3rd Fellowship Raffle to attract more Fellows

Sam Liddicott sam at liddicott.com
Thu Mar 15 12:12:58 UTC 2007

* Kaloian Doganov wrote, On 15/03/07 10:46:
> Bernhard Reiter <reiter at fsfeurope.org> writes:
>     The process is a high chance that there is more freedom in the
>     end.  Compromises like this - take proprietary stuff to liberate
>     it - have been made by GNU hackers and FSF before, e.g. running on
>     proprietary operating system when the other have been unpractical.
> This is not the first time when FSFE representative used FSF and GNU
> Project as an excuse for distributing proprietary software.  This is
> non sense, since neither FSF nor GNU had ever distributed proprietary
> software.
> Please, choose a better example when justifying your actions.  You're
> not like FSF, you're like Linspire or the Debian Project, etc.
Like most disagreements, the different proponents use the same word to
represent different concepts.
Words to watch out for here are "distribute" "your" "our" "FSF".

There is a difference difference between distributing munitions for use
and distributing munitions for destruction.
Of course in the second case the word "distribute" may not be the right
word because the recipient group is so small and select.

There is a difference between distributing a proprietary OS for
convenience in another task, and distributing a proprietary OS because
you're trying to remove it and merely haven't finished yet; and that is
what this is about.

For a moment, let's not talk about how the word "distribute" applies and
whether or not this word has usually had bad connotations when used in
the context of non-free software; lets not worry about how our enemies
might describe us, let's actually look at the activities that are going on.

1. FSFE wants to co-operation of willing hackers to make some non-free
platforms free.
Lets agree on whether or not this is good. I think we agree that it is.

2. In order to do this the FSFE needs to transfer said devices into the
hands of said willing hackers.
And some people think this is wrong because the transfer could be termed
"distribution" and the FSFE mustn't do what can be called "distribution
of non-free software".

Someone here is bowing to language instead of ideal; and I cite this as
a real life example of how controlling language controls the ability to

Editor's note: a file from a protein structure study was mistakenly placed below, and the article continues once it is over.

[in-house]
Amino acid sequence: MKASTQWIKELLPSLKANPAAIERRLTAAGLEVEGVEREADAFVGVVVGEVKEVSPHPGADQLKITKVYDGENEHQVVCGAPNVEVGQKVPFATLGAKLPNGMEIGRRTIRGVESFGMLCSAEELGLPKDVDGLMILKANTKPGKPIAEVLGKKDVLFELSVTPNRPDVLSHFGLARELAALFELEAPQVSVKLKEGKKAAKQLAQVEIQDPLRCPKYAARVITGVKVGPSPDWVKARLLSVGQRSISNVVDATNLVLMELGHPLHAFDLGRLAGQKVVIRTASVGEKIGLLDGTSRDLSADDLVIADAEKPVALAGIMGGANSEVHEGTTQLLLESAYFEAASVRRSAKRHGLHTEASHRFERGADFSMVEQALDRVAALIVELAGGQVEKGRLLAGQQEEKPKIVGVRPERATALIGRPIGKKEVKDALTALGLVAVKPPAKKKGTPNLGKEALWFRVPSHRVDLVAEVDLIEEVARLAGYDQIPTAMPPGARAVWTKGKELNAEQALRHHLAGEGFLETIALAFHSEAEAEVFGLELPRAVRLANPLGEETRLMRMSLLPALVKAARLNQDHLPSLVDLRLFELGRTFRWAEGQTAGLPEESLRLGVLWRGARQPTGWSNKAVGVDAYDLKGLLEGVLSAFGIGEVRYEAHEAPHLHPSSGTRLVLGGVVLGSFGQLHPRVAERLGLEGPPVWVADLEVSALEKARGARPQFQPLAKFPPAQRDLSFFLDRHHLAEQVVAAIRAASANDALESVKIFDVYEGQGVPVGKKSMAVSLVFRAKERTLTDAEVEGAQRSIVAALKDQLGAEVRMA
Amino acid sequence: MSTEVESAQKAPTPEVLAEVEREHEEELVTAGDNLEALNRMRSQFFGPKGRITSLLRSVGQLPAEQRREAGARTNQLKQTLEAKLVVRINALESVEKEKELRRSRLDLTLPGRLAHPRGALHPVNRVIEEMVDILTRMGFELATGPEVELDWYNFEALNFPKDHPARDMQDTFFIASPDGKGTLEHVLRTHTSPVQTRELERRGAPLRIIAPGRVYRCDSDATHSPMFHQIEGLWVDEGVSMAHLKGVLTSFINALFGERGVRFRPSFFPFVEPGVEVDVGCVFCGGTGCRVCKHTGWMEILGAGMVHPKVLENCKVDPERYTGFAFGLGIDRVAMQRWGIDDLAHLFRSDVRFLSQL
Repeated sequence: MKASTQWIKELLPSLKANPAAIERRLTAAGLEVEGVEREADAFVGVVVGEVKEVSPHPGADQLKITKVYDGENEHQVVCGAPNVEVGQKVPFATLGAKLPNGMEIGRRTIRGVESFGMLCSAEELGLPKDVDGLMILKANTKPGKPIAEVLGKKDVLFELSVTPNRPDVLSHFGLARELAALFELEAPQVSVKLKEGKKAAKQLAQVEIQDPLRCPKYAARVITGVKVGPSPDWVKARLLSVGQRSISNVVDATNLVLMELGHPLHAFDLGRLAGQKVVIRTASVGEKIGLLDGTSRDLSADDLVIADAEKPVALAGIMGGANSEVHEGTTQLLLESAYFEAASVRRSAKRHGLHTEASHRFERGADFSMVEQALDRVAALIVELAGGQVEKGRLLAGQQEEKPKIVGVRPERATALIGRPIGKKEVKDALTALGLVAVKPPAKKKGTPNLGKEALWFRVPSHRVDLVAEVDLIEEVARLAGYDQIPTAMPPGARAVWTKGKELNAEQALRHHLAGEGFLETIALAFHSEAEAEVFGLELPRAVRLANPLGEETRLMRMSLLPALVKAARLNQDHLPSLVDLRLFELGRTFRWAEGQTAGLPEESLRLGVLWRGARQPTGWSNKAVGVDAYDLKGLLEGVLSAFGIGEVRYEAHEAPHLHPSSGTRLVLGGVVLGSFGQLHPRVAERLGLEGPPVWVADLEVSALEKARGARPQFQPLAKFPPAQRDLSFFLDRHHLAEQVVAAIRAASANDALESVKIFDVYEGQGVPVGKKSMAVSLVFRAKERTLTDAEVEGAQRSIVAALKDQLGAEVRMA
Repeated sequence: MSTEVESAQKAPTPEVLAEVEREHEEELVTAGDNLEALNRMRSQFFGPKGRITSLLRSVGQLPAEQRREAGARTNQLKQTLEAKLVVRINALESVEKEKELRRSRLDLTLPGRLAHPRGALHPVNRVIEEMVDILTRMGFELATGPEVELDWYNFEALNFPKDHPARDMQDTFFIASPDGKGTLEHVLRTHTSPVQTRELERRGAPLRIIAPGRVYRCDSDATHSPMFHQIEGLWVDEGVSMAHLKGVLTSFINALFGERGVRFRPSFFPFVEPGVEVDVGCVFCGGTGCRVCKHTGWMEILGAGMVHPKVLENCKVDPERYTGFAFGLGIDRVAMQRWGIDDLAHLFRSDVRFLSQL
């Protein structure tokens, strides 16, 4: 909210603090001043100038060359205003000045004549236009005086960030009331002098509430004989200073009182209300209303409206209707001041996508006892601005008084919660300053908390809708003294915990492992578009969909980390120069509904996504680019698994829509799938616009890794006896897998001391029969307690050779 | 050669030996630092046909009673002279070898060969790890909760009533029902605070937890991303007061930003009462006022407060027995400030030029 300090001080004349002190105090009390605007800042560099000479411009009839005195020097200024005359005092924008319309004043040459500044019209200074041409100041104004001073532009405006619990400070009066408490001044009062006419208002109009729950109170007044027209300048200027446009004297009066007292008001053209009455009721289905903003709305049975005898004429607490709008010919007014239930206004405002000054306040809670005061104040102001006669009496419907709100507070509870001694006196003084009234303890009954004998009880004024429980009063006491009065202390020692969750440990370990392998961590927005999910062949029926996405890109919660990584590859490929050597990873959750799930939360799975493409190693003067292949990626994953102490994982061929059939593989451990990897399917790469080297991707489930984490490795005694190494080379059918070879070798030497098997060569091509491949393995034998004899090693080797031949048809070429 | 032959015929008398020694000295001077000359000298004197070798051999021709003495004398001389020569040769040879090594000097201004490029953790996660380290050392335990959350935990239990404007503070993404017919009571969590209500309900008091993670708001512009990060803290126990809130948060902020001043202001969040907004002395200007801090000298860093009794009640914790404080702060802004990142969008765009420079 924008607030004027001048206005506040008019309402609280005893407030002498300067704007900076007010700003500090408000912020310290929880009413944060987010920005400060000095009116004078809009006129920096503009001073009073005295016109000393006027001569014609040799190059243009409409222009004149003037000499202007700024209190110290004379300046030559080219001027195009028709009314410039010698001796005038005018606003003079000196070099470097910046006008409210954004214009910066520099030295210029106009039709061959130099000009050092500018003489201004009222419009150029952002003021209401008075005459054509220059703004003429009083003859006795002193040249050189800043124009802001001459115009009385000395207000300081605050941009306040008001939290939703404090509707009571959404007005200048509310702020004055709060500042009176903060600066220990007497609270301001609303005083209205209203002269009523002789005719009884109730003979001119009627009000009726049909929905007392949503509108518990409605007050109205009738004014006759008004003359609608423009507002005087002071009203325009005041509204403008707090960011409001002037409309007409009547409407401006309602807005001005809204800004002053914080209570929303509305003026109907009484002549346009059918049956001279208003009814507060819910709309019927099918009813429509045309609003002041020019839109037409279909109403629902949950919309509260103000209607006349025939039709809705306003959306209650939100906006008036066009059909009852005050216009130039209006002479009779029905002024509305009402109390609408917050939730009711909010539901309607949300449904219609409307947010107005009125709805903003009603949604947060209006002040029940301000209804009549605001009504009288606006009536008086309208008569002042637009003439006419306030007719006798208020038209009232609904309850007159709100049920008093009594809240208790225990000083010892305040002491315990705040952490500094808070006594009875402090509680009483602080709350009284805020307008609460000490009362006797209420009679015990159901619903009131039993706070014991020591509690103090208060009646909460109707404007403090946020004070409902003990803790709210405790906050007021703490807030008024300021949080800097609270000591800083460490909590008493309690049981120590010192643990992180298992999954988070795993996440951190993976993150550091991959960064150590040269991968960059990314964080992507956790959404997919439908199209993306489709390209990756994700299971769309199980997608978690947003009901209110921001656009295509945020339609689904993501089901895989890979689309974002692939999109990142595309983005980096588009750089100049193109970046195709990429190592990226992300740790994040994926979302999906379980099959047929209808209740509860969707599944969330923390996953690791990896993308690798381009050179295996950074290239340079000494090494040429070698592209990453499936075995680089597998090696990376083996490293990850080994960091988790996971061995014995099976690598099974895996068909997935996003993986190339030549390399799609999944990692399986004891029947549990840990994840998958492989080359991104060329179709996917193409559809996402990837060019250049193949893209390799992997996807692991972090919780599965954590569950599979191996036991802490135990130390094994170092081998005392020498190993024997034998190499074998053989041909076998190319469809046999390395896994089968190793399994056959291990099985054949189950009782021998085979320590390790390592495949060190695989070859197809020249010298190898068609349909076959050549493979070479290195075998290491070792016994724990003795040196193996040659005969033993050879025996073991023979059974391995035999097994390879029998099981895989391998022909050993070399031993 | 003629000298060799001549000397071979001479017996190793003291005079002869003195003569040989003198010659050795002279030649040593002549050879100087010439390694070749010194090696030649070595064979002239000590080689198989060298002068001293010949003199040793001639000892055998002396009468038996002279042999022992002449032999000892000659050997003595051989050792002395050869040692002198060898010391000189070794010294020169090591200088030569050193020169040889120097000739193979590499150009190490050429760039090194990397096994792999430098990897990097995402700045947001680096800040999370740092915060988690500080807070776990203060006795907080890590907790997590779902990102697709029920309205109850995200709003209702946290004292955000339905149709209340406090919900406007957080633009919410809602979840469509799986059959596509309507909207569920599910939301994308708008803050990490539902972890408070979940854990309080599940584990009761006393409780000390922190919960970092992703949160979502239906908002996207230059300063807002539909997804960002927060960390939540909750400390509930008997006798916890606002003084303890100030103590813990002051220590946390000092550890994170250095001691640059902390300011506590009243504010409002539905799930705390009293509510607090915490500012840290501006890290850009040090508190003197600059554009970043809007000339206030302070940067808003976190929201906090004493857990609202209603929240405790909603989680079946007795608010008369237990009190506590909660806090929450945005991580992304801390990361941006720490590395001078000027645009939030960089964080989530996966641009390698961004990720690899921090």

think and express ideas, and ultimately to act.

>     It is just a proposal for doing something useful with the devices.
>     Sending them back will also not be good, as the necessary public
>     reasoning will be quite a lot of work and negative one as well.
> Of course sending them back to the vendor is not nice, and it looks
> like according to FSFE's values, distributing proprietary software is
> much more acceptable.  You value your "public image" more than
> software freedom.
That's funny, because I just made that case about you, but it all hinges
on what "distribute" actually refers to.
I suppose you don't think that police confiscation of illegal drugs
itself constitutes drug trafficking?
Or handing over a dangerous gun for crushing constitutes gun-running?
> Making a mistake is one thing.  Trying to justify it in this way, so
> persitently, is something quite different -- it shows that you have
> betrayed our values.
That's a very overloaded use of the word "our" just there.
I ask you to define it in that context, do you mean that you represent
the "true" FSF?

And what are those values that _you_ speak of?
As far as I can tell it is fear of what can be described as distributing
non-free software and fear of being accused of behaving in a non-free
way, instead of actually getting on with the business of liberating.

Why is "distributing non-free software" against FSF ideals? It's just
words to describe some activities which are against those ideals, such
activities as promoting use of non-free software. This proposed activity
does not promote such use.

I fear that by extending statements to mean more than was originally
intended we commit the same sins as the RIAA, MPAA who are trying to
pretend that copyright morally grants rights that were NEVER discussed
by legislators when copyright was first legislated, and to have these
new rights enshrined in law WITHOUT having the discussion now.

As an example, Orange (mobile phone co where I worked) were denied use
of footballing photos on internet phones. Although they had licensed use
of the images on the internet, lawers decided they hadn't licensed use
over "mobile internet"! WTH? So you could get the images on your phone
browser using WLAN but not using GPRS.

My point is any decree or doctrine against "distribution of non-free
software" was NEVER intended to discourage "here, hack this and make it
free" activity, and that is ALL that this discussion as actually about.

If anyone wants to repeat the "we don't distribute non-free software"
line they ALSO need to show that such a policy was intended to cover
such an activity.


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